#1
Here is a press release about the Joe Strummer Memorial Hall in Calgary:

1. The Joe Strummer Memorial Society has been founded with the purpose to open a hall in Calgary

2. The hall will be called the Joe Strummer Memorial Hall

3. The purpose of the hall will be threefold
a. Host all ages musical events. The concerts will be run by a committee of volunteers who book shows and will help make Calgary a primary touring locale for small and mid-sized touring acts.
b. Youth Recreation Centre. It will be a place where young urban citizens of Calgary can hang out and get involved in projects of their own design. It will also provide a number of facilities to assist these youth-based projects.
c. Memorialize the legacy of Joe Strummer, singer and songwriter of the Clash, the Mescaleros, the 101ers, and social activist.

4. The Joe Strummer Memorial Society will kick-off its fundraising efforts with a benefit concert hosted by the Uprise! Festival Society.

5. More details below.

Calgary has a new group in town. The Joe Strummer Memorial Society intends to open up a youth-centered music and recreation hall here in Calgary. The hall, which bears the proposed name of ?The Joe Strummer Memorial Hall?, will be a multi-functional facility, dedicated to improving the well-being of Calgary?s youth by providing a permanent venue for numerous activities. The hall?s main functions will be three-fold.

First, it will serve as a music hall for all ages concerts, booked and run similar to the model used by 924 Gilman Street in Berkeley, California. 924 Gilman is the infamous volunteer-run venue where NOFX made their debut, and it is one of the oldest and most successful all ages venues in the world. Recently MaximumRocknRoll, an equally notable punk-rock stand-by, has published a full-length book on the history of the 924 Gilman Street project (available through AK Press), complete with an entire listing of past shows to date. For obvious reasons, the Joe Strummer Memorial Society has chosen to base the functioning of the music events to a great extent upon the experiences of the 924 Gilman Street project.

Secondly, it is hoped that the Joe Strummer Memorial Hall will be a full-time recreation hall, to be used by the youth of Calgary for hanging out and organizing various activities. There are currently not enough places in Calgary where kids are welcome to just hang out and are not expected to be ?consumers? or where they can get together and host their activities. Groups like Food Not Bombs, which are mostly youth based, often have a difficult time finding a space that will allow them to prepare their meals and organize events. It is hoped that the hall will have a fully certified kitchen, so that groups like Food Not Bombs will have a space to operate from that they can feel at home.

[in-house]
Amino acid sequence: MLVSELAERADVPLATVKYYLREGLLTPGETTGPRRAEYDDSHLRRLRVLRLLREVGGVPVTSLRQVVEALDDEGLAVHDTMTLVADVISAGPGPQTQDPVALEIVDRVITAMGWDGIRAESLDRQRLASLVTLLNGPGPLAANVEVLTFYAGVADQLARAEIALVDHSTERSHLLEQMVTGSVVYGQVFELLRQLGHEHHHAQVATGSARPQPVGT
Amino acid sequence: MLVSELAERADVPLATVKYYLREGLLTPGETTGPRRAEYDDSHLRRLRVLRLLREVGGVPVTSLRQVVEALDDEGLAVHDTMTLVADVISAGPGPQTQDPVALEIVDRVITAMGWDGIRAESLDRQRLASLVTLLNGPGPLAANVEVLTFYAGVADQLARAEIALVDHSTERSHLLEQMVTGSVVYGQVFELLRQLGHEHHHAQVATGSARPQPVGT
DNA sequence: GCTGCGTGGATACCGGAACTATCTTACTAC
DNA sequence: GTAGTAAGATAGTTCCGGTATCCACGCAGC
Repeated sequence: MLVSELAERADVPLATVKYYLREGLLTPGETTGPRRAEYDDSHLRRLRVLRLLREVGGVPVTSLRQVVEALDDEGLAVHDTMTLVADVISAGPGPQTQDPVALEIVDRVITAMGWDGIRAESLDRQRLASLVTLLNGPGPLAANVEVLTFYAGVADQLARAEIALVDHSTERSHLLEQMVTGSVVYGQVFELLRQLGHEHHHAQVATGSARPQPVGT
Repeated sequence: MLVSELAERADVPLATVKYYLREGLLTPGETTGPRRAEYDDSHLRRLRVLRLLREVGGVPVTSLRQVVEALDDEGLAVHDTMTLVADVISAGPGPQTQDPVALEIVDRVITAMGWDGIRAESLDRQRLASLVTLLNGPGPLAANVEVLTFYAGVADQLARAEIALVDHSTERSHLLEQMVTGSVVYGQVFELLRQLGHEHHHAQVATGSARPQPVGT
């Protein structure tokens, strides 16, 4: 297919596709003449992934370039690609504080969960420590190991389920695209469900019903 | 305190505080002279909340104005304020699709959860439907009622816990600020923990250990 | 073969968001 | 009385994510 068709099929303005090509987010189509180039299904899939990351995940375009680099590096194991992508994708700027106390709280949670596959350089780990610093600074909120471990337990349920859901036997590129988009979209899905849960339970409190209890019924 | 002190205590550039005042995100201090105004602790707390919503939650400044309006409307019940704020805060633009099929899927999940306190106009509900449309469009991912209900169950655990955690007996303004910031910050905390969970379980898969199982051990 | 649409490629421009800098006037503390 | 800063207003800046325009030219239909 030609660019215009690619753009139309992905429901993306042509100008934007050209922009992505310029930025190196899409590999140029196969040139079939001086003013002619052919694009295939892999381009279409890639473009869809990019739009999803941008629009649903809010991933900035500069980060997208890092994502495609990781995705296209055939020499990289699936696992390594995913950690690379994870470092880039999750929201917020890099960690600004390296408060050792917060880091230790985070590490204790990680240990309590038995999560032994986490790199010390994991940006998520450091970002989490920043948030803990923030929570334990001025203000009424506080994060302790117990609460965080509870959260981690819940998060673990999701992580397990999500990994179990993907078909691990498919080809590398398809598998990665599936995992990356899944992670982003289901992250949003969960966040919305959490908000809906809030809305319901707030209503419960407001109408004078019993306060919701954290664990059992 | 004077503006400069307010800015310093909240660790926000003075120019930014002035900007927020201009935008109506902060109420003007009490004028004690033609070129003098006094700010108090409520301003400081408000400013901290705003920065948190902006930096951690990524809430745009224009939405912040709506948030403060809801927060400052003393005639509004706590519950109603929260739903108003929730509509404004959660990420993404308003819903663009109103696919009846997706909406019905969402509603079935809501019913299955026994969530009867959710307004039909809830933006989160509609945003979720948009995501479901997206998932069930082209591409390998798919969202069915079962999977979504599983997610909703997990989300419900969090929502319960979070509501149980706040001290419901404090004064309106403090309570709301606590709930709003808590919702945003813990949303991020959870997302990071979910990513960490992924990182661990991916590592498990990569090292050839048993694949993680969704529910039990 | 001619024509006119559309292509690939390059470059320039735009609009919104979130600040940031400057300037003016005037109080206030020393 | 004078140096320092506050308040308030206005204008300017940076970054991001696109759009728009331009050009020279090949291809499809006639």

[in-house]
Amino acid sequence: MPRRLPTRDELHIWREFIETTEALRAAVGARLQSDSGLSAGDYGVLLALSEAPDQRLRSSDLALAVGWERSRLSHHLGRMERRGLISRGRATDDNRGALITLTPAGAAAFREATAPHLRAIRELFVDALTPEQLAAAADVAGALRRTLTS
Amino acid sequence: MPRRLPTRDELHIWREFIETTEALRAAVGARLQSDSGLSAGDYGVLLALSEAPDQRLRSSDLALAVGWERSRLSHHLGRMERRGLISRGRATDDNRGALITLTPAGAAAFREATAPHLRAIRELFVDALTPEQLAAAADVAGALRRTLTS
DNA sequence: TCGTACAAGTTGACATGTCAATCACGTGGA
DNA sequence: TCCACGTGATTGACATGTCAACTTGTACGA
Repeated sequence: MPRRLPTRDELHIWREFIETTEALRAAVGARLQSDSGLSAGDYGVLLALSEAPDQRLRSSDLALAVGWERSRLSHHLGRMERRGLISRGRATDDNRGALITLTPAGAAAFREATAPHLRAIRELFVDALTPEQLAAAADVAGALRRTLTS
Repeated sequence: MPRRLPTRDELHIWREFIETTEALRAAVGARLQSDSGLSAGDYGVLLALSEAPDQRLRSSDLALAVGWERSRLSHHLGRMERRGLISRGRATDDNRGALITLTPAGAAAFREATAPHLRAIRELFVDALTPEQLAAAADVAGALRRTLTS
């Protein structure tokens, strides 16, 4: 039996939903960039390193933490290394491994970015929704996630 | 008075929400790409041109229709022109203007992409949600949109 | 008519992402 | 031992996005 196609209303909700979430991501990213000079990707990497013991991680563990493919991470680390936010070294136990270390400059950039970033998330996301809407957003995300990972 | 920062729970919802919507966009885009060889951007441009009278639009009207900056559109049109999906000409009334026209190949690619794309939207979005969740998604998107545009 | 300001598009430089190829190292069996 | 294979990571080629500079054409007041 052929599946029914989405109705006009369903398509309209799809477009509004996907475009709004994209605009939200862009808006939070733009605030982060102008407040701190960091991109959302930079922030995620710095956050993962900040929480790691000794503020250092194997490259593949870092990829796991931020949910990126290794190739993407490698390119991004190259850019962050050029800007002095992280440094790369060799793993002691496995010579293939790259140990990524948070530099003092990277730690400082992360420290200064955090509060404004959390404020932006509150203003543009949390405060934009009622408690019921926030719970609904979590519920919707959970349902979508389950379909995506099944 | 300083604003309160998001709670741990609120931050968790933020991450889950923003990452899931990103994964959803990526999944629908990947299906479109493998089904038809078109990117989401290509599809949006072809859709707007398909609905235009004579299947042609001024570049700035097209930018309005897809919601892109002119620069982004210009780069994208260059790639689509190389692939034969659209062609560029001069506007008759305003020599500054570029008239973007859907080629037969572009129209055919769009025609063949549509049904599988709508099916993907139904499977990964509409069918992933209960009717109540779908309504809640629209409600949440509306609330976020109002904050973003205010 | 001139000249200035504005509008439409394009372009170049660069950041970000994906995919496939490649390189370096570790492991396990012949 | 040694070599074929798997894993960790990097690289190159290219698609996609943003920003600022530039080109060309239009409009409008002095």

Third, it will serve as a memorial to the legacy of Joe Strummer. Why Joe Strummer? Joe Strummer, born John Mellor, was the guitarist, singer and primary composer of the seminal punk-rock band, the Clash, one of the most influential, innovative, and socially conscious rock groups of the twentieth century. This dedication to creating music that challenged barriers was maintained throughout his career, and the Mescaleros album released just after his untimely death ? Streetcore ? is a brilliant exhibition of Joe Strummer?s ongoing vitality and passion. His legacy is one that the Joe Strummer Memorial Society feels is worthy of institutionalizing, since it is one that embodies the combined spirit of rock n roll and social justice. Not only was Joe Strummer a prolific composer and vibrant live performer, but he was also highly active in various campaigns for social justice; he had played benefit concerts for striking workers and loaned his voice to organizations such as the Anti-Nazi League, Rock Against Racism, and Class War. The Joe Strummer Memorial Hall will serve as an active monument to the legacy of this dynamic and creative individual and it is hoped that his namesake might help inspire others to be fearless and creative. The name of the society and the hall has been granted with a full endorsement by the Joe Strummer estate and Strummerville.

In order to raise some of the start-up funds for this notable project, the Joe Strummer Memorial Society is working in conjunction with the Uprise! Festival Society. Uprise! is an annual festival which hosts a benefit concert to raise funds for alternative infrastructure in the City of Calgary. The concerts feature local bands who support the projects through the donation of their time and energy, as well as a select group of out-of-towners who feel that the project is a worthy venture. This year?s Uprise! festival, running from April 14-15, will feature over 40 acts and is hoping to raise some of the initial start-up funds needed for such a large endeavour as the establishment of a new hall in Calgary. Additionally, the concert will serve as a celebration for the spirit of cooperation in musical rebellion, which is still alive and going strong in the city of Calgary.